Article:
Democrats constantly claim to be the party of civil rights but that’s historically inaccurate. The truth is that Democrats have stood in the way of civil rights multiple times while Republicans have fought for them.
In the video below, Professor Carol Swain of Vanderbilt University puts it all in perspective.
Here’s a partial transcript:
The Inconvenient Truth About the Democratic Party
When you think about racial equality and civil rights, which political party comes to mind? The Republicans? Or, the Democrats? Most people would probably say the Democrats. But this answer is incorrect. Since its founding in 1829, the Democratic Party has fought against every major civil rights initiative, and has a long history of discrimination. The Democratic Party defended slavery, started the Civil War, opposed Reconstruction, founded the Ku Klux Klan, imposed segregation, perpetrated lynchings, and fought against the civil rights acts of the 1950s and 1960s. In contrast, the Republican Party was founded in 1854 as an anti-slavery party. Its mission was to stop the spread of slavery into the new western territories with the aim of abolishing it entirely.
This effort, however, was dealt a major blow by the Supreme Court. In the 1857 case Dred Scott v. Sandford, the court ruled that slaves aren’t citizens; they’re property. The seven justices who voted in favor of slavery? All Democrats. The two justices who dissented? Both Republicans.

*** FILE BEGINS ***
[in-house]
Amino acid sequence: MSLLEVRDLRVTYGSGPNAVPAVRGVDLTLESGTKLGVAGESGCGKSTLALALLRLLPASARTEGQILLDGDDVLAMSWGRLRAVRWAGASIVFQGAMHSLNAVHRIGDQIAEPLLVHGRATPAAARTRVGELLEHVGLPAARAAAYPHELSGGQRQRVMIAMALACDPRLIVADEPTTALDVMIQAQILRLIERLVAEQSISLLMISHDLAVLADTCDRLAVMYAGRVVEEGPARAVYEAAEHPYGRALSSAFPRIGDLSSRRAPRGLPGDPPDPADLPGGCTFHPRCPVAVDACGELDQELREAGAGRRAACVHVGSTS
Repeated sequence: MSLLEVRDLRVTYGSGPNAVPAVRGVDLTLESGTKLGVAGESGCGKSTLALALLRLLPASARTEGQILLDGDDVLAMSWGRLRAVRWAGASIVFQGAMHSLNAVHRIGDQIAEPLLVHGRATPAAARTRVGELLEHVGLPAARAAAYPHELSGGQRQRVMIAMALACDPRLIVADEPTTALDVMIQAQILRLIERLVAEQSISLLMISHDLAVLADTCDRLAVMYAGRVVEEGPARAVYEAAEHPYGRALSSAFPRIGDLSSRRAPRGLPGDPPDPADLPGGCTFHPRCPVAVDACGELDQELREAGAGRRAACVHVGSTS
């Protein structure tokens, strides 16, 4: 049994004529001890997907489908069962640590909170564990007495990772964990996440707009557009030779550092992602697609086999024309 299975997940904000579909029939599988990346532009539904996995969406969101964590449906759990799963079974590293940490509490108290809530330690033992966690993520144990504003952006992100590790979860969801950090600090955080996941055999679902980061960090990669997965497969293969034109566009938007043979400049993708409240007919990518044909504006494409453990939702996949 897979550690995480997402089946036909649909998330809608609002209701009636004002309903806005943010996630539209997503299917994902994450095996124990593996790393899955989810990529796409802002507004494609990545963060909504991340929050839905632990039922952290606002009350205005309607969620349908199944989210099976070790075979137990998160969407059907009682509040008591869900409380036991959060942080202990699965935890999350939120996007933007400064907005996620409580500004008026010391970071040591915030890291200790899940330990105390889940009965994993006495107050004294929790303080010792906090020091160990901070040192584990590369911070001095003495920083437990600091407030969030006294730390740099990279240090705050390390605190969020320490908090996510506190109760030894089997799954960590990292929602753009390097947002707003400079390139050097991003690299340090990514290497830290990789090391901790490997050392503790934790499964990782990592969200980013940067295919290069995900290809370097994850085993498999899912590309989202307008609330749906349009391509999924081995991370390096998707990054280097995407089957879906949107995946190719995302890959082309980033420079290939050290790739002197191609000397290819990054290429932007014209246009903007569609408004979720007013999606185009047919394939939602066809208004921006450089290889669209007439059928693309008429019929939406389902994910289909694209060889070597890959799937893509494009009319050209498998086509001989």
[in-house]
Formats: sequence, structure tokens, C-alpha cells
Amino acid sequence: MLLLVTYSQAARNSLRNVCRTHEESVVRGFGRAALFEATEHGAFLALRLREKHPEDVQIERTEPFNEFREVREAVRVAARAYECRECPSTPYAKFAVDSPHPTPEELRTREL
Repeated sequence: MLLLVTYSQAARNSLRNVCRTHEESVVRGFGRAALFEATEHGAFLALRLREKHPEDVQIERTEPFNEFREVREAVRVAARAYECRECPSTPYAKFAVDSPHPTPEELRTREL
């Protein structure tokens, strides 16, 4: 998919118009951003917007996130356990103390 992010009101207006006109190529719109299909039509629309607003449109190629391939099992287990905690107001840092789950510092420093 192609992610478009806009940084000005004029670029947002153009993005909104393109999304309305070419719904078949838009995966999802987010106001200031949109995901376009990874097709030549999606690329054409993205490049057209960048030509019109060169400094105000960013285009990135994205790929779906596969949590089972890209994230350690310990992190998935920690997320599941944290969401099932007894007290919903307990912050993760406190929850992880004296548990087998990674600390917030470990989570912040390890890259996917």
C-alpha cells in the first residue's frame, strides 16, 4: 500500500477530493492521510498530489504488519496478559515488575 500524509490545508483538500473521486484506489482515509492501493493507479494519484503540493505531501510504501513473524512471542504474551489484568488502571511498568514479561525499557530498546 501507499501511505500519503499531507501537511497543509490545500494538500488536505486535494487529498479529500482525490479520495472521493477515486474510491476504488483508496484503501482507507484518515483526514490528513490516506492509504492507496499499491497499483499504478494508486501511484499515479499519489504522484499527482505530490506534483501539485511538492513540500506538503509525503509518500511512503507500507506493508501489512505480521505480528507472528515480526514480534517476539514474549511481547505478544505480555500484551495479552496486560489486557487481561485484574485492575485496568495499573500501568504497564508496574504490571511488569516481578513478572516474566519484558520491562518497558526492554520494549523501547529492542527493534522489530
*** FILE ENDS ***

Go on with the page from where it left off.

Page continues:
The slavery question was, of course, ultimately resolved by a bloody civil war. The commander-in-chief during that war was the first Republican President, Abraham Lincoln – the man who freed the slaves. Six days after the Confederate army surrendered, John Wilkes Booth, a Democrat, assassinated President Lincoln.
Lincoln’s vice president, a Democrat named Andrew Johnson, assumed the presidency. But Johnson adamantly opposed Lincoln’s plan to integrate the newly freed slaves into the South’s economic and social order. Johnson and the Democratic Party were unified in their opposition to the 13th Amendment, which abolished slavery; the 14th Amendment, which gave blacks citizenship; and the 15th Amendment, which gave blacks the vote. All three passed only because of universal Republican support. During the era of Reconstruction, federal troops stationed in the south helped secure rights for the newly freed slaves. Hundreds of black men were elected to southern state legislatures as Republicans.